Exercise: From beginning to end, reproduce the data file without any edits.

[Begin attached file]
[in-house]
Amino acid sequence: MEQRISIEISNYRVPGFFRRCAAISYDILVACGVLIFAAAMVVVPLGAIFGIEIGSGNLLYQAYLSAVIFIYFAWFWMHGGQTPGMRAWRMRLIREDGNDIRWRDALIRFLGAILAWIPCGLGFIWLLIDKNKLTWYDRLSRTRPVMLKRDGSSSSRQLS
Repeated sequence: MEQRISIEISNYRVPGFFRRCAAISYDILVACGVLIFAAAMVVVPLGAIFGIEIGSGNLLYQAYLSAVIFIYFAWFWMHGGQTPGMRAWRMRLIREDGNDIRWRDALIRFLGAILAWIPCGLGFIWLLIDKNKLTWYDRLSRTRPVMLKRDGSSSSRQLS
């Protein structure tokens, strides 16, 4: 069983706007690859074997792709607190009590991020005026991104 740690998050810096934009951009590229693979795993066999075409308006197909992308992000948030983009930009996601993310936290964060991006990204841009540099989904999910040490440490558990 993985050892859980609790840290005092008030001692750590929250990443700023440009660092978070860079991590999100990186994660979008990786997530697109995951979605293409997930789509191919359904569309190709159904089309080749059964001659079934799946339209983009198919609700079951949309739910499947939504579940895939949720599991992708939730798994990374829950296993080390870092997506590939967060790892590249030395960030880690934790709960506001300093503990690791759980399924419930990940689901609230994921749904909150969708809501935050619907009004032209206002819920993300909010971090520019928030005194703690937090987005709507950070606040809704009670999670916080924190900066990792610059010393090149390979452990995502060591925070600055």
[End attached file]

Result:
[in-house]
Amino acid sequence: MEQRISIEISNYRVPGFFRRCAAISYDILVACGVLIFAAAMVVVPLGAIFGIEIGSGNLLYQAYLSAVIFIYFAWFWMHGGQTPGMRAWRMRLIREDGNDIRWRDALIRFLGAILAWIPCGLGFIWLLIDKNKLTWYDRLSRTRPVMLKRDGSSSSRQLS
Repeated sequence: MEQRISIEISNYRVPGFFRRCAAISYDILVACGVLIFAAAMVVVPLGAIFGIEIGSGNLLYQAYLSAVIFIYFAWFWMHGGQTPGMRAWRMRLIREDGNDIRWRDALIRFLGAILAWIPCGLGFIWLLIDKNKLTWYDRLSRTRPVMLKRDGSSSSRQLS
């Protein structure tokens, strides 16, 4: 069983706007690859074997792709607190009590991020005026991104 740690998050810096934009951009590229693979795993066999075409308006197909992308992000948030983009930009996601993310936290964060991006990204841009540099989904999910040490440490558990 993985050892859980609790840290005092008030001692750590929250990443700023440009660092978070860079991590999100990186994660979008990786997530697109995951979605293409997930789509191919359904569309190709159904089309080749059964001659079934799946339209983009198919609700079951949309739910499947939504579940895939949720599991992708939730798994990374829950296993080390870092997506590939967060790892590249030395960030880690934790709960506001300093503990690791759980399924419930990940689901609230994921749904909150969708809501935050619907009004032209206002819920993300909010971090520019928030005194703690937090987005709507950070606040809704009670999670916080924190900066990792610059010393090149390979452990995502060591925070600055």